This antenna array concept could be expanded to include automatic channel estimation to remove multipath distortion using so-called “space-time adaptive processing.” The concept could further be expanded to support Multiple Input Multiple Output (MIMO) links, in which forward error correction coding is distributed over not only time, but also over the antenna elements, providing advantages of both temporal and spatial diversity. MIMO has been shown to be very effective in improving the quality of wireless links used in packet-switched networks, such as the high-speed IP data networks that are anticipated for the future airborne military user.
The architecture developed for this invention could be easily changed, without any hardware switches or controls, using the same antenna array, to a configuration that would require neither a pilot nor a training signal, but would instead work to minimize total power with the constraint that one of the antenna elements would always have unity gain. The adaptive algorithm would then automatically place spatial nulls in the direction of strong jammers. This configuration is shown in
In the alternative configuration, when no desired signal training or pilot is available to drive an adaptive algorithm, minimizing the total output power (subject to some constraint that keeps the array from collapsing to zero) is a criterion. It is assumed that jammers are very strong compared to desired signals. If, however, there is a desired signal whose strength is comparable to an interferer, this desired signal could inadvertently be attenuated in this configuration. In such a situation, one could consider a super-resolution approach, which can blindly separate all signals of significant strength (i.e., blind source separation). Another approach might use a super-resolution-style singular-value decomposition to create a subspace of strong signals that can be separated and detected. The desired signals in this subspace could then be removed from the original signal space, creating a complimentary subspace of all the weak desired signals and the strong jammers. An MMSE-driven power-minimization adaptation could then be performed on the complimentary subspace to null the jammer signals.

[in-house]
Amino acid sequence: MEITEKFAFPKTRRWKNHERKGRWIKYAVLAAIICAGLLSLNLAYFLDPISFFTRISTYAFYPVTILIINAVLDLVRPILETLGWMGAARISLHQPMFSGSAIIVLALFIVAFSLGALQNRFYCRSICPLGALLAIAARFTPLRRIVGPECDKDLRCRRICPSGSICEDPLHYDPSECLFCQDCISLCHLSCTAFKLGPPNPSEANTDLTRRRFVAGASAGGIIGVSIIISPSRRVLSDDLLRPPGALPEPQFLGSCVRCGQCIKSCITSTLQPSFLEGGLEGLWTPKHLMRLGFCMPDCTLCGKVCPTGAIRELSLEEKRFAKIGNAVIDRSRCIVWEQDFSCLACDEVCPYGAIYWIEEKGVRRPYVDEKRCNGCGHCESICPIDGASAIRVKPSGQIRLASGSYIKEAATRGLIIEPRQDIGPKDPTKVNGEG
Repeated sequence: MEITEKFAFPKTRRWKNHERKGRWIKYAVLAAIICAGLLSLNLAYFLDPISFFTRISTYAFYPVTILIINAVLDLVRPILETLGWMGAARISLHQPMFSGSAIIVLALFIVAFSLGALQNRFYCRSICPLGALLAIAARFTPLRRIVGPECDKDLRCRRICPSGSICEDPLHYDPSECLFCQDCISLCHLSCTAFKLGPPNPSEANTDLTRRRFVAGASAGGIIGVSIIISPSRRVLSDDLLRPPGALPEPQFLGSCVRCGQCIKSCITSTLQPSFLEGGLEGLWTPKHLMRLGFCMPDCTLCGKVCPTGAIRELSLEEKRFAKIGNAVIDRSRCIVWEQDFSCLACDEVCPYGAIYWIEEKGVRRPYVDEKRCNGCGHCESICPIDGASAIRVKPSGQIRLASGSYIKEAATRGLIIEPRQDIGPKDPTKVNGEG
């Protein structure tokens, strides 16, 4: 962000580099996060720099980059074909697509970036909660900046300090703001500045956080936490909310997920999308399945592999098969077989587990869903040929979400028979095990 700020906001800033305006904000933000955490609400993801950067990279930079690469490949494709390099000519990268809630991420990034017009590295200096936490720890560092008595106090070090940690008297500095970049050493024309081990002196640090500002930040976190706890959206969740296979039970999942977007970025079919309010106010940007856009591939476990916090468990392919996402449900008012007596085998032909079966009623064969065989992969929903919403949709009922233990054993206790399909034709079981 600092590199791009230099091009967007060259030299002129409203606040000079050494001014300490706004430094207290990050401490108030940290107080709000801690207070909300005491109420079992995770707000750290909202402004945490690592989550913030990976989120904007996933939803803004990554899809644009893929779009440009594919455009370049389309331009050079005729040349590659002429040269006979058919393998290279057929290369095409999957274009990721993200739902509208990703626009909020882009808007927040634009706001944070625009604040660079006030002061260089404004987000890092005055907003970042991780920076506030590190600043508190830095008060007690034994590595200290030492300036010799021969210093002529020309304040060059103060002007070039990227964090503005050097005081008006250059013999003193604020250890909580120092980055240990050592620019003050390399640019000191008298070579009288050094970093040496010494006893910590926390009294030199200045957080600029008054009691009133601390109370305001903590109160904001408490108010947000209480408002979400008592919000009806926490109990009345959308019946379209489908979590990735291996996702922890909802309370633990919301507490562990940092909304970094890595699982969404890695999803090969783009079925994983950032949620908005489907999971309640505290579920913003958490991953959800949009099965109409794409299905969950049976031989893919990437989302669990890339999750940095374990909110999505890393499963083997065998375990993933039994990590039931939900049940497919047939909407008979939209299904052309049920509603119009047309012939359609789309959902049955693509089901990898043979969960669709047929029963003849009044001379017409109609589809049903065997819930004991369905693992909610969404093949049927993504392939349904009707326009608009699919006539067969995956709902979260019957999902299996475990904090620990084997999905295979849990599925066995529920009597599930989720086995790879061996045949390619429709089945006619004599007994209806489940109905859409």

An added benefit of the architecture, which would enable baseband beamforming, is the ability, with no additional hardware, to implement active adaptive cancellation of cross-talk interference between communication links operating simultaneously, as illustrated in
The optimal gain k on the canceling signal can be obtained adaptively as illustrated in
The adaptation process for active cancellation can be integrated into the adaptation process for beamforming. Further, a single adaptive cancellation loop can be generalized to an adaptive finite impulse response (FIR) filter to compensate for non-linear distortion that the interfering signal would experience during transmission from a transmit antenna to a receive antenna.
Similar adaptive cancellation can be applied to interfering signals from on-board jammers and radars, as shown in
The system of
Systems constructed in accordance with this invention use added processing to provide improved performance. If processing gains are sufficient to allow transmit power and antenna element size to be reduced, a net savings in weight and power could be realized.
While the invention has been described in terms of several embodiments, it will be apparent to those skilled in the art that various changes can be made to the described embodiments without departing from the scope of the invention as set forth in the following claims.
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|U.S. Classification||375/299, 375/347, 342/354, 342/352, 455/3.02, 342/150, 375/327, 342/377, 342/81, 455/550.1, 455/553.1|
|Cooperative Classification||H04L27/362, H04B7/0617, H01Q3/2605, H01Q3/26, H01Q1/282, H01Q3/2611|
|European Classification||H01Q3/26, H04B7/06C1B, H01Q3/26C, H04L27/36B, H01Q1/28C|
|May 12, 2006||AS||Assignment|
Owner name: NORTHROP GRUMMAN CORPORATION, CALIFORNIA
Free format text: ASSIGNMENT OF ASSIGNORS INTEREST;ASSIGNOR:MESECHER, DAVID KEITH;REEL/FRAME:017899/0831
Effective date: 20060509
|Sep 27, 2010||AS||Assignment|
Owner name: NORTHROP GRUMMAN SYSTEMS CORPORATION, CALIFORNIA
Free format text: ASSIGNMENT OF ASSIGNORS INTEREST;ASSIGNOR:NORTHROP GRUMMAN CORPORATION;REEL/FRAME:025044/0336
Effective date: 20100913
|Jan 7, 2011||AS||Assignment|
Owner name: NORTHROP GRUMMAN SYSTEMS CORPORATION, CALIFORNIA
Free format text: ASSIGNMENT OF ASSIGNORS INTEREST;ASSIGNOR:NORTHROP GRUMMAN CORPORATION;REEL/FRAME:025597/0505
Effective date: 20110104
|Dec 13, 2011||CC||Certificate of correction|
|May 2, 2014||FPAY||Fee payment|
Year of fee payment: 4